An interesting tidbit in Scott Forstall's ouster at Apple has surfaced saying that the former Apple senior vice president refused to sign a letter of apology over Apple Maps in September. The New York Times, Fortune, and The Verge (which specifically pointed it out), all claim sources saying as much, suggesting that this could have played a role in his departure from Apple.
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At issue was the rollout of Apple Maps as a replacement for Google Maps on iPhone, iPad, and iPod touch. Apple Maps is a beautiful service that brings all manner of performance enhancements to Apple's iOS devices, but it was rolled out with significant flaws, none of which were mentioned by Scott Forstall when he introduced the service at Apple media events.
Pushback and criticism of the service by customers, critics, fans, and Apple-haters alike led to Apple pulling back on its claim that Apple Maps was the, "most beautiful, powerful mapping service." Apple CEO Tim Cook wrote an open letter apologizing for the rollout and promising that Apple Maps would improve over time.
On Monday, Apple announced that Mr. Forstall would depart Apple and that his various fields of responsibility would be split up among Apple's other top executives. In coverage of that shakeup, The New York Times and Fortune both included minor notes that Scott Forstall had refused to put his name on the letter published by Tim Cook.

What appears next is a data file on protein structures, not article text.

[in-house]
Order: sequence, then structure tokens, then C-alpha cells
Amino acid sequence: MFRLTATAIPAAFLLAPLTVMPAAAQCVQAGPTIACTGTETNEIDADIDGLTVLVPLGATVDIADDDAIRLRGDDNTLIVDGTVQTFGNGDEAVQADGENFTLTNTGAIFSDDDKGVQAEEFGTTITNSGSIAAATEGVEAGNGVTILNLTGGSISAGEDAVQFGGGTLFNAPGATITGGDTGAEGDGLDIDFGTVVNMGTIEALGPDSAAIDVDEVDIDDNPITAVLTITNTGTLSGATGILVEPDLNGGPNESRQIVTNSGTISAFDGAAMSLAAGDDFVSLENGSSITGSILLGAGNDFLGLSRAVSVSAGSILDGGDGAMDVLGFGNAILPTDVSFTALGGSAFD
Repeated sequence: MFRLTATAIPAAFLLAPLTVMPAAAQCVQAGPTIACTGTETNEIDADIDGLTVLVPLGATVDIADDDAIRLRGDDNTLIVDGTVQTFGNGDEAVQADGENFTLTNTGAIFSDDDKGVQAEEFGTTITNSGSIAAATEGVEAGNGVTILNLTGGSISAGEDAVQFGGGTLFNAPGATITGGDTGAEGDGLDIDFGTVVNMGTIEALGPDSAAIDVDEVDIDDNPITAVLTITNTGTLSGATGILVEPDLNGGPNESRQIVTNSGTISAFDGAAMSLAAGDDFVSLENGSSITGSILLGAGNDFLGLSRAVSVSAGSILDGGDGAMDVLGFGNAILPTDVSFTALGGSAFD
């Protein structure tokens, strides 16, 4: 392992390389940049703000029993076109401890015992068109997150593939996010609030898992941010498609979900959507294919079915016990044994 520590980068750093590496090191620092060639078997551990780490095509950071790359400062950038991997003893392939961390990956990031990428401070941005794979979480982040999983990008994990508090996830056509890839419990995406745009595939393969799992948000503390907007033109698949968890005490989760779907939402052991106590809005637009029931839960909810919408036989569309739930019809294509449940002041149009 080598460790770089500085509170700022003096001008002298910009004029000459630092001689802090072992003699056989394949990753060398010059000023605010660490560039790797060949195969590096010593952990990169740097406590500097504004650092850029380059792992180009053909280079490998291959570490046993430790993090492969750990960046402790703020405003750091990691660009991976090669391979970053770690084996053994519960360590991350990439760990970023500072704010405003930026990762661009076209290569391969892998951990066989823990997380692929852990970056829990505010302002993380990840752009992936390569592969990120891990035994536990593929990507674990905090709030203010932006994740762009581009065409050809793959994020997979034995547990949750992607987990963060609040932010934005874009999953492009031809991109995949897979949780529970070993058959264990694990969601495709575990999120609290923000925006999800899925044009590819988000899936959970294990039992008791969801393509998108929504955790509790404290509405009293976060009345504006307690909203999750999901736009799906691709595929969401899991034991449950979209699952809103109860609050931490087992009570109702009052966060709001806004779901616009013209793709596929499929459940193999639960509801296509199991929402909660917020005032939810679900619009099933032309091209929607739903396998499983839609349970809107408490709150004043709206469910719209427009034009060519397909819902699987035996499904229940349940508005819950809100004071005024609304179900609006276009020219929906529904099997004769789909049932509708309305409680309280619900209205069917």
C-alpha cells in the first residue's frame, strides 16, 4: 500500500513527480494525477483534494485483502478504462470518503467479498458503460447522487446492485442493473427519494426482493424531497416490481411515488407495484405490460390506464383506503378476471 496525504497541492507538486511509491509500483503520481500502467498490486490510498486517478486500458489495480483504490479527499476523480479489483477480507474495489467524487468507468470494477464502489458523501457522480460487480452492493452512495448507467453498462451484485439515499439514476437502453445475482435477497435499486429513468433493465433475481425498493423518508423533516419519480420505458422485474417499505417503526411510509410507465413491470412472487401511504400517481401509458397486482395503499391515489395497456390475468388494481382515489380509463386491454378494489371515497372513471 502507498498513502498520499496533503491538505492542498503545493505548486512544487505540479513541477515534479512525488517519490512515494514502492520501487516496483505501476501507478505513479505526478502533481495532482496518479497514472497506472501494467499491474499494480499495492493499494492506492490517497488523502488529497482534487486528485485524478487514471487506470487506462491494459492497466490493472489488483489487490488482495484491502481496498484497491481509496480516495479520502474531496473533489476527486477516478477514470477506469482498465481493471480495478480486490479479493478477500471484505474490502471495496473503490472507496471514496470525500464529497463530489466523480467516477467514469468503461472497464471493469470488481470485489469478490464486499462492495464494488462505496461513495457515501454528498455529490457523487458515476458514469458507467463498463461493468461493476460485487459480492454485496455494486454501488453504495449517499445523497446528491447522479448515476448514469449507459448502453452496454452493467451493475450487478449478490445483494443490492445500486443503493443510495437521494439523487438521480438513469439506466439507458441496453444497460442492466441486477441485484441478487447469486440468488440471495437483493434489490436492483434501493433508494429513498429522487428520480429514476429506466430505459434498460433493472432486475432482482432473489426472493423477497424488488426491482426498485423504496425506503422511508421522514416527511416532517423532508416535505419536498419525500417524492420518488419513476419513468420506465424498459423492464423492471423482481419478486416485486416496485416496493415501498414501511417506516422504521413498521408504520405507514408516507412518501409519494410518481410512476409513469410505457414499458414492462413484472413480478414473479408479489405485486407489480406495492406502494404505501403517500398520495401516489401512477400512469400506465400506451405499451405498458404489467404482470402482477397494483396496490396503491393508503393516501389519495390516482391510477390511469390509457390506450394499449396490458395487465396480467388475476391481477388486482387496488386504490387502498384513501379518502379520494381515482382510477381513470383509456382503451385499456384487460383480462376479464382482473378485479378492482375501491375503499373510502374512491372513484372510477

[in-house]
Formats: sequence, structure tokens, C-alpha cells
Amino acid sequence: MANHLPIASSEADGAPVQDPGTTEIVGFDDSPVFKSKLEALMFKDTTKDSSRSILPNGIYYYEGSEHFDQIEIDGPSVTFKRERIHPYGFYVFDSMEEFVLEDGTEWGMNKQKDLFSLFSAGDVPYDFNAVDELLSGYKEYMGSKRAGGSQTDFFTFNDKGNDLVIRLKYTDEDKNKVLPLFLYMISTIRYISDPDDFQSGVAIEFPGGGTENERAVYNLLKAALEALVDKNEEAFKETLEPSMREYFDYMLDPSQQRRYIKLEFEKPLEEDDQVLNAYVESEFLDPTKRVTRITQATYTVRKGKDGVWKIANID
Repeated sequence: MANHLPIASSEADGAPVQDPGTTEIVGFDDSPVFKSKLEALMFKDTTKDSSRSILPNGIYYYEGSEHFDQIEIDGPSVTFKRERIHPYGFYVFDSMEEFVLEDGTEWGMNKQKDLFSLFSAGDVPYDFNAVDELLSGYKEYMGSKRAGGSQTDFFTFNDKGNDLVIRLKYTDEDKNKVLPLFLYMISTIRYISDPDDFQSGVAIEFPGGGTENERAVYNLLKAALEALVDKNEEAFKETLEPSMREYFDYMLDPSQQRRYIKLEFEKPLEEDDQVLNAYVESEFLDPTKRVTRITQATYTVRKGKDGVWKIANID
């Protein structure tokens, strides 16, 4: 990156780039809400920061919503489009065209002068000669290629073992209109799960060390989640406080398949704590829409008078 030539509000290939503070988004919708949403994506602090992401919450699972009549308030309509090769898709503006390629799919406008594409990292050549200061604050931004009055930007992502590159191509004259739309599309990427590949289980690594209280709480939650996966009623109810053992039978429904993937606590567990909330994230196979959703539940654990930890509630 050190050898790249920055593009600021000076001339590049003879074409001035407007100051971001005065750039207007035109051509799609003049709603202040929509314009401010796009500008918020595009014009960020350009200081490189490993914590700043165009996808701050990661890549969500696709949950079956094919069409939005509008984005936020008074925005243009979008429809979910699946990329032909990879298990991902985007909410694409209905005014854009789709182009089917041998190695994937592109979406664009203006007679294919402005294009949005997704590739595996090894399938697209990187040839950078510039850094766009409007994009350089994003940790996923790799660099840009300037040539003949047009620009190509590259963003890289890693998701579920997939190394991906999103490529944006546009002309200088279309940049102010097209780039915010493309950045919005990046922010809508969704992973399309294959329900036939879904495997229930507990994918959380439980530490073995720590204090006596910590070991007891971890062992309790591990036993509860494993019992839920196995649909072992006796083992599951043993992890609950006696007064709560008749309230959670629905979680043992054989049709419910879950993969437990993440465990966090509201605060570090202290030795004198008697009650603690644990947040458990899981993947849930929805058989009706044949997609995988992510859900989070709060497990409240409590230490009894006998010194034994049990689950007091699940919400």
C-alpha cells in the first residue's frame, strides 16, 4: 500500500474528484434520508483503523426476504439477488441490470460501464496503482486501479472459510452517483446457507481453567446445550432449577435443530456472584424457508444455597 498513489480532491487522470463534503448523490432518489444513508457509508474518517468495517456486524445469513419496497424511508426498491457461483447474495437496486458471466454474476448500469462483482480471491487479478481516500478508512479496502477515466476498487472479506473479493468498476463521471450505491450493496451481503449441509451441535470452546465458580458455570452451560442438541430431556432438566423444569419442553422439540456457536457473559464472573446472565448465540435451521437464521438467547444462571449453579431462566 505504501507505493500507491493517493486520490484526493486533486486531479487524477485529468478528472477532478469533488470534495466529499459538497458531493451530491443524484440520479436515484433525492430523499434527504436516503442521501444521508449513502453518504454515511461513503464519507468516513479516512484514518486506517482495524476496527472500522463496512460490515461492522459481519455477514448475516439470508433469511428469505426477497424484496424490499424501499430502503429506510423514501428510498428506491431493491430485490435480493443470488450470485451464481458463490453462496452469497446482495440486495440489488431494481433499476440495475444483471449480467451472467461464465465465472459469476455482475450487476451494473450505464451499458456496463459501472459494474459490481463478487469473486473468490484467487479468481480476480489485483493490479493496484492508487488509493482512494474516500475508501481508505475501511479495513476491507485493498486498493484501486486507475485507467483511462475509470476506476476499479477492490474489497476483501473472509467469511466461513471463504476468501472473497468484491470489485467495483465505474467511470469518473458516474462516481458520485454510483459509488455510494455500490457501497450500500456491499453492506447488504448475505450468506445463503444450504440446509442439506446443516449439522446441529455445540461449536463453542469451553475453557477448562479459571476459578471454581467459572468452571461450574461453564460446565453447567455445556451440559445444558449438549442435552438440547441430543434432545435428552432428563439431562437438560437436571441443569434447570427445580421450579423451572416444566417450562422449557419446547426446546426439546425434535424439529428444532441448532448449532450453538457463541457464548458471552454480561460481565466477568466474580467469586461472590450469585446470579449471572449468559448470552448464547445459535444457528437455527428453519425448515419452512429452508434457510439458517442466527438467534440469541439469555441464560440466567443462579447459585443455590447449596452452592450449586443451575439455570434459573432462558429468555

The Times specified that Mr. Forstall dismissed the criticism that was being heaped on Apple as exaggerated. Fortune said that it "sealed his fate" at Apple, a sentiment echoed at The Verge, which said the reports were backed up by its own sources.
When you add that refusal to recurring reports that Mr. Forstall's management style had angered Apple's other executives and was causing friction with those ranks, it would seem that his departure had become inevitable.
Indeed, it could well be that Hurricane Sandy and the New York Stock Exchange being closed for two days provided the perfect timing for that move to happen now.
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